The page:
MOSCOW, October 9 (RIA Novosti) - Russian military prosecutors said on Friday they would not press charges against the commander of Russia's Airborne Troops.
The Military Prosecutor's Office said Lt. Gen. Vladimir Shamanov had done no wrong.
On Wednesday, Shamanov received an official warning for abuse of office. The warning came after a probe was launched in response to Russian media allegations that Shamanov had ordered a group of paratroopers to impede an investigation at a company owned by his son-in-law, who is on the run as a suspect in a murder investigation.
"I fully agree with the punishment and recognize the illegal nature of my actions. I believe that the minister's decision was just," Shamanov said.
Novaya Gazeta newspaper published transcripts of the general's obscenity-littered telephone conversations to prove his involvement.
Shamanov protested his innocence in an interview with the Komsomolskaya Pravda daily, saying the telephone conversations were taken out of context, which distorted the essence of what had been said.
Novaya Gazeta's editor stood by what the newspaper had published.
"Novaya Gazeta had at its disposal the full phone-tap conversations of all the figures in the case," Sergei Sokolov told RIA Novosti. "Naturally, it is impossible to print them in full - we chose the fragments that directly concerned our investigation. We did not make anything up."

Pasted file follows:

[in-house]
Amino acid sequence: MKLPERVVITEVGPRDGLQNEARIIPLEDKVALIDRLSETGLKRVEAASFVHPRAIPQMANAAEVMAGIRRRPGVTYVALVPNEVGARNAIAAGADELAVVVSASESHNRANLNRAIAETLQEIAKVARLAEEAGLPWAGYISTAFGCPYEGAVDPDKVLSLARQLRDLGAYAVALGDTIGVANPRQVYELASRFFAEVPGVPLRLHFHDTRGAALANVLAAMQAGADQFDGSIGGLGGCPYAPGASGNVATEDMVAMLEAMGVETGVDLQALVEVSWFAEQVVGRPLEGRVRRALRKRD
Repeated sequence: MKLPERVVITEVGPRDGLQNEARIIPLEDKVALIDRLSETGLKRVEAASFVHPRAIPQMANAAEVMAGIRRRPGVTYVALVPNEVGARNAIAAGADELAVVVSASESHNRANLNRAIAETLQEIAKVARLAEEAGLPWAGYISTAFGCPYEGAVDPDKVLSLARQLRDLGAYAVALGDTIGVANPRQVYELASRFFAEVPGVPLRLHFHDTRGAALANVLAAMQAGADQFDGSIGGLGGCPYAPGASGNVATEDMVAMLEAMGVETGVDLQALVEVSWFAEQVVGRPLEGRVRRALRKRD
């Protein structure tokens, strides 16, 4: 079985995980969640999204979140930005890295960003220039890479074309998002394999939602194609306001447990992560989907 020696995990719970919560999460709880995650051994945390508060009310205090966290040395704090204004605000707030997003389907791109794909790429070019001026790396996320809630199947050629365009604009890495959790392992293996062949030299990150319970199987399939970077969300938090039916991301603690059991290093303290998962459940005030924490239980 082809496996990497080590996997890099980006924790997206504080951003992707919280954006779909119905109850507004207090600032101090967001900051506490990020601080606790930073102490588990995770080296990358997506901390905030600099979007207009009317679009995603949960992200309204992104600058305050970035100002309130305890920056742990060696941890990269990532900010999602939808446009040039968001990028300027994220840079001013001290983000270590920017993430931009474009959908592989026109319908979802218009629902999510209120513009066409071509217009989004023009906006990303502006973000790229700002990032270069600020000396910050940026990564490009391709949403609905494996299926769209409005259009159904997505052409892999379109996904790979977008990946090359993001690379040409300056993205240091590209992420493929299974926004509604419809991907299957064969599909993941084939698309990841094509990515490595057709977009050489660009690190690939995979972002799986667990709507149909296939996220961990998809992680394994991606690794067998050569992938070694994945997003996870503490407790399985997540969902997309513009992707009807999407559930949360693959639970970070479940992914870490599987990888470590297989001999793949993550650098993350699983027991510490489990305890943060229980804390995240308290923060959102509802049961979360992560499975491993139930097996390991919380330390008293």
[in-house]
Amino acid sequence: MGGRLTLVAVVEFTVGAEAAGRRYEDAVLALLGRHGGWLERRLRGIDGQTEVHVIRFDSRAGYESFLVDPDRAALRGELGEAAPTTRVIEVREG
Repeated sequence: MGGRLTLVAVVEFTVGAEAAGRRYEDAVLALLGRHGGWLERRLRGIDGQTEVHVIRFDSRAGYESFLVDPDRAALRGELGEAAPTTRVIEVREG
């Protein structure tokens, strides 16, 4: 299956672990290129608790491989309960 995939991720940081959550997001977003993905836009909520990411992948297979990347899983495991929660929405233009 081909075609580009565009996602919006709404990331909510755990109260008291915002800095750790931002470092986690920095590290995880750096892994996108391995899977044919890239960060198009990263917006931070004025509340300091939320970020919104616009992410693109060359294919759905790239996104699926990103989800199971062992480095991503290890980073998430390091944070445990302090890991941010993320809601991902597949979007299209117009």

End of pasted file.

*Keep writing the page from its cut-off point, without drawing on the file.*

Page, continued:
Shamanov said he was the victim of a smear campaign orchestrated by people "in Chechnya and in Moscow."
The Airborne Troops commander suggested that "some Chechen officials" had an axe to grind and could not forgive him his "position on Col. Budanov."
Yury Budanov, who commanded a tank regiment during the second Chechen war, was convicted in the summer of 2003 of strangling an 18-year-old Chechen woman, and was sentenced to 10 years in jail. He was paroled in January 2009.
Shamanov took a high-profile role in pushing for Budanov's early release.
Shamanov, a Hero of Russia and commander of the 76th Airborne Division during the second Chechen War, was appointed commander of the Russian Airborne Troops in May.
Human rights organizations have said troops under Shamanov's command in Chechnya committed atrocities against civilians.
Shamanov met U.S. President George W. Bush in March 2007 as co-chair of a U.S.-Russian commission on servicemen missing in action, a visit that reportedly embarrassed the White House after it learned of the abuse allegations.